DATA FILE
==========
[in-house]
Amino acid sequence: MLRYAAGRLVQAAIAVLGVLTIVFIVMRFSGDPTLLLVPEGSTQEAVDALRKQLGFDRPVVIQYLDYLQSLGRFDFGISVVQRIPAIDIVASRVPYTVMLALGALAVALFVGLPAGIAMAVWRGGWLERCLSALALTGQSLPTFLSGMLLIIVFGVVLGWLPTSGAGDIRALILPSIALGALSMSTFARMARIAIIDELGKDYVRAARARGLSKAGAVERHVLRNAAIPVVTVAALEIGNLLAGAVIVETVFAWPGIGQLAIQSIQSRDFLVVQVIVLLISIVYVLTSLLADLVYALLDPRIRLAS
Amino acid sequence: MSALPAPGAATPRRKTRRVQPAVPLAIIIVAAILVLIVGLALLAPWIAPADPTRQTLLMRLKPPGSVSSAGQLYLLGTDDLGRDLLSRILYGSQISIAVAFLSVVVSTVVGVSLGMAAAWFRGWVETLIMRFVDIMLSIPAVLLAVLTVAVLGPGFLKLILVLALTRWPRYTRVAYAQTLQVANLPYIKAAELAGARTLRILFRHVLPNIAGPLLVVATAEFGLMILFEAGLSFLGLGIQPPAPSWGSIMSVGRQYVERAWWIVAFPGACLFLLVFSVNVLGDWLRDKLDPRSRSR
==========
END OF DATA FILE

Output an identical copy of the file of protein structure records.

[in-house]
Amino acid sequence: MLRYAAGRLVQAAIAVLGVLTIVFIVMRFSGDPTLLLVPEGSTQEAVDALRKQLGFDRPVVIQYLDYLQSLGRFDFGISVVQRIPAIDIVASRVPYTVMLALGALAVALFVGLPAGIAMAVWRGGWLERCLSALALTGQSLPTFLSGMLLIIVFGVVLGWLPTSGAGDIRALILPSIALGALSMSTFARMARIAIIDELGKDYVRAARARGLSKAGAVERHVLRNAAIPVVTVAALEIGNLLAGAVIVETVFAWPGIGQLAIQSIQSRDFLVVQVIVLLISIVYVLTSLLADLVYALLDPRIRLAS
Amino acid sequence: MSALPAPGAATPRRKTRRVQPAVPLAIIIVAAILVLIVGLALLAPWIAPADPTRQTLLMRLKPPGSVSSAGQLYLLGTDDLGRDLLSRILYGSQISIAVAFLSVVVSTVVGVSLGMAAAWFRGWVETLIMRFVDIMLSIPAVLLAVLTVAVLGPGFLKLILVLALTRWPRYTRVAYAQTLQVANLPYIKAAELAGARTLRILFRHVLPNIAGPLLVVATAEFGLMILFEAGLSFLGLGIQPPAPSWGSIMSVGRQYVERAWWIVAFPGACLFLLVFSVNVLGDWLRDKLDPRSRSR